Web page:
A B C D E F G H I J K L M N O P Q R S T U V W X Y Z

Types of Colonoscopy

Bowel Preparation: Diet Description:
Bowel Preparation: Diet Description:

What Happens After a Colonoscopy? After your colonoscopy: You will stay in a recovery room for about 30 minutes for observation; You may feel some cramping or a sensation of having gas, but this usually passes quickly; You can resume your normal diet; Read your discharge instructions carefully.

source: webmd.com
Bowel Preparation: Laxatives: Magnesium Citrate Bisacodyl
Bowel Preparation: Laxatives: Magnesium Citrate Bisacodyl

four (4) Dulcolax (overnight or laxative) tablets with glass of water or clear liquids. Step 3: 2 hours after taking the Dulcolax tablets, Drink the second 10 oz bottle of Magnesium Citrate • Bowel movements usuallystart within 1 or 2 hoursafter you begin drinking and continue for after you finish.

Bowel Preparation: Oral Sodium Phosphate Tablets
Bowel Preparation: Oral Sodium Phosphate Tablets

Oral sodium phosphate (NaP) is one of the most commonly used bowel preparations and is associated with considerable water and electrolyte shifts. In this Practice Point commentary, we discuss the findings and limitations of a retrospective study conducted by Singal et al. that investigated the renal safety of bowel preparation with oral NaP or polyethylene glycol (PEG) solution in patients undergoing colonoscopy.

source: medscape.com
Bowel Preparation: Oral Soldium Phosphate (OSP) Solution
Bowel Preparation: Oral Soldium Phosphate (OSP) Solution

Bowel Preparation: Oral soldium phosphate (OSP) solution. Brand names: Fleet Phospho-soda, EZ-Prep, Fleet Accu-prep Description: Two small doses of OSP solution are diluted in 8 ounces of fluid and area taken 10 to 12 hours apart. Each dose must be followed by 16 ounces or more of liquid. You must get adequate liquids during the preparation and after the colonoscopy.

image: medscape.org
Colonoscopy
Colonoscopy

There may be some diet or fluid restrictions before you have a colonoscopy, but this will vary according to your doctor's instructions. You may be asked to limit or eliminate solid foods for a few days before the test.

source: webmd.com
Corn, Broccoli, Cabbage, Beans, or Peas
Corn, Broccoli, Cabbage, Beans, or Peas

American College of Gastroenterology: “Colonoscopy.” Colon Cancer Coalition: “How Not to Dread a Colonoscopy.” Colon Cancer Alliance: “Sample Six-Day Colonoscopy Prep Guide.” Harvard Medical School Harvard Health Publications: “Preparing for a colonoscopy.” Johnson, D. , September 2014.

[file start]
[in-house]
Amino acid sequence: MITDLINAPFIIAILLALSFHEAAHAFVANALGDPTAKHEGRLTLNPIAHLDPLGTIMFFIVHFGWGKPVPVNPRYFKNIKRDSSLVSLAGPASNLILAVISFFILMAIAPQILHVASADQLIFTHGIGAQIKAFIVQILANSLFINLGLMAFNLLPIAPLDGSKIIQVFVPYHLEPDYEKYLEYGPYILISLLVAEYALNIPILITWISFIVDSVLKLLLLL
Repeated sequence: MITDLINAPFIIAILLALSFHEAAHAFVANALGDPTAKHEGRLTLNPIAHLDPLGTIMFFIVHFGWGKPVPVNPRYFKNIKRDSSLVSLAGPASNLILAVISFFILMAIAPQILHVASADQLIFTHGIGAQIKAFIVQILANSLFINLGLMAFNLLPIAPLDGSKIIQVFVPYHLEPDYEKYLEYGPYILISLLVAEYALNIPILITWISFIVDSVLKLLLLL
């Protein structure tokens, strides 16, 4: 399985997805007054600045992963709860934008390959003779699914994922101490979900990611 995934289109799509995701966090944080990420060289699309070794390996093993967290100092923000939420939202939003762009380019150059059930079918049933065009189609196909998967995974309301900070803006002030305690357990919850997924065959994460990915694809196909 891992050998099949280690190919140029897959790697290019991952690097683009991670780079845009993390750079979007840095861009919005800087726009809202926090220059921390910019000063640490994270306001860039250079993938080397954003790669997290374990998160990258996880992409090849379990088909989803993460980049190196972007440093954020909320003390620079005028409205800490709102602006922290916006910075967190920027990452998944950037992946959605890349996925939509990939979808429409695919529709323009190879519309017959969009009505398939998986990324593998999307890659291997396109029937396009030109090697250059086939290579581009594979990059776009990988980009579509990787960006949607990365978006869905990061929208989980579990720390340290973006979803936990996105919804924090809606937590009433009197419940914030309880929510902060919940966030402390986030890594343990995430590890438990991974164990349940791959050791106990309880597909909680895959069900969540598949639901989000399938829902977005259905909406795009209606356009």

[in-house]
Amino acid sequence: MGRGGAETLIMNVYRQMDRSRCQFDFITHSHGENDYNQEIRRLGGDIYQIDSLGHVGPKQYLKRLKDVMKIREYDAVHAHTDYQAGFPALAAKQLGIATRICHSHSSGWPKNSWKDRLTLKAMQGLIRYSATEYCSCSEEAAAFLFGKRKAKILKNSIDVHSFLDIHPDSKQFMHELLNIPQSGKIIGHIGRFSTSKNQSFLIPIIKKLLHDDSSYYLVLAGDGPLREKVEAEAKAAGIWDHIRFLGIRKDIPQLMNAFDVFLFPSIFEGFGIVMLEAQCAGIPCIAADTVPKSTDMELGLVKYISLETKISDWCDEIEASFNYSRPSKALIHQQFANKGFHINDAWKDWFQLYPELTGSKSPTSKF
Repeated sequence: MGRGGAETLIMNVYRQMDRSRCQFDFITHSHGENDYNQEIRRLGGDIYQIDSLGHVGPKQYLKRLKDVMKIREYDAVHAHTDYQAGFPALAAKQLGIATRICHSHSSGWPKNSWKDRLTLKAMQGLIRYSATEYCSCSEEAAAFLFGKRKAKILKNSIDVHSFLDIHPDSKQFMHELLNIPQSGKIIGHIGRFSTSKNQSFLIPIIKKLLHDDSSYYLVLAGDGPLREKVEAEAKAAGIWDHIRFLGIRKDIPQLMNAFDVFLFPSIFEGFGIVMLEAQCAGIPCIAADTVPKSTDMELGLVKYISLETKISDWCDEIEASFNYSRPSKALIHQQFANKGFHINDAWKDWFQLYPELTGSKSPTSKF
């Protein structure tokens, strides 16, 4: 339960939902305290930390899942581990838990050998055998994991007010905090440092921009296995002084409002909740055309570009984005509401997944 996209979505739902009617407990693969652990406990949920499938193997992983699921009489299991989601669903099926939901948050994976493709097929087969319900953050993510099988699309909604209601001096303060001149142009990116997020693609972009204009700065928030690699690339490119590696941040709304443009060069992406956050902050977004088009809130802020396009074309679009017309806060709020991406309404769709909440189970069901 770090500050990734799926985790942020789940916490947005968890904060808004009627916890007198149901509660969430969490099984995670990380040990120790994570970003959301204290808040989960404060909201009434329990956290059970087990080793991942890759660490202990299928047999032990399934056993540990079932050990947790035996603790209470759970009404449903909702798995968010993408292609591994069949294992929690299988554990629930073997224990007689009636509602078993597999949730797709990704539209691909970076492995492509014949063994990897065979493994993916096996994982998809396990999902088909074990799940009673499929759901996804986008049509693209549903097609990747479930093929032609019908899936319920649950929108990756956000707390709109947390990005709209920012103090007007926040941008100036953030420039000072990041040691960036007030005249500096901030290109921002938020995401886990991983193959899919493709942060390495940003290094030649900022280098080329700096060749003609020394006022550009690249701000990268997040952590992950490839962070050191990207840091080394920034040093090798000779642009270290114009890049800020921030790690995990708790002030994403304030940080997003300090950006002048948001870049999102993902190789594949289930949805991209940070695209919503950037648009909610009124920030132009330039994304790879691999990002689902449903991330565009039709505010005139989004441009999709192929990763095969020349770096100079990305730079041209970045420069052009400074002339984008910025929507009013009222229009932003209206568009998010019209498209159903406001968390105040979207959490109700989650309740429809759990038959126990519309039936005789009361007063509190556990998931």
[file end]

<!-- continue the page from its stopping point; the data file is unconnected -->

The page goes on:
source: webmd.com
image: meijer.com
Flexible Sigmoidoscopy
Flexible Sigmoidoscopy

A colonoscopy examines the entire colon, while a sigmoidoscopy covers only the lower part of the colon, also known as the rectum and sigmoid colon. A sigmoidoscopy is a less invasive screening test. The bowel prep is less complicated.

source: scripps.org
Fruit With Seeds or Peel
Fruit With Seeds or Peel

... seeds, granola • fruit with skin or seeds ... Low-Fiber Diet for Colonoscopy Preparation ... • Cucumbers without seeds or peel NO raw, skin, seeds, peel; ...

Hemoccult
Hemoccult

Hemoccult Test This simple test checks for the presence of hidden blood in a patient's stool. You only need to send a small stool sample to a lab, using a special card. However, the test has its drawbacks.

image: youtube.com
Raw Vegetables
Raw Vegetables

Avoid all raw vegetables when prepping for a colonoscopy, advises MayoClinic.com. Often, you must avoid all solid foods, including vegetables, one to two days before the procedure. Consuming a clear liquid diet is recommended along with transparent beverages.

Seeds, Nuts, or Popcorn
Seeds, Nuts, or Popcorn

Nuts and seeds become caught in these folds and are not properly digested. The endoscope can suck up the nuts, which clogs the instrument and may even damage it. For a successful colonoscopy, you want your colon as clean as possible so the doctor can easily detect any polyps.

Tough Meat
Tough Meat

A colonoscopy is a screening test, typically done under general anesthesia. It’s used to detect potential health problems in the colon, such as polyps (small growths which may become cancerous), and colorectal cancer.

Whole Grains
Whole Grains

Whole grains, raw vegetables and fruit, dried fruit, nuts, seeds, berries, corn and popcorn must all be avoided. While these foods normally comprise a healthy diet and actually help to protect against colon problems like diverticulosis, the very qualities that make them healthful also make them incompatible with colonoscopy cameras.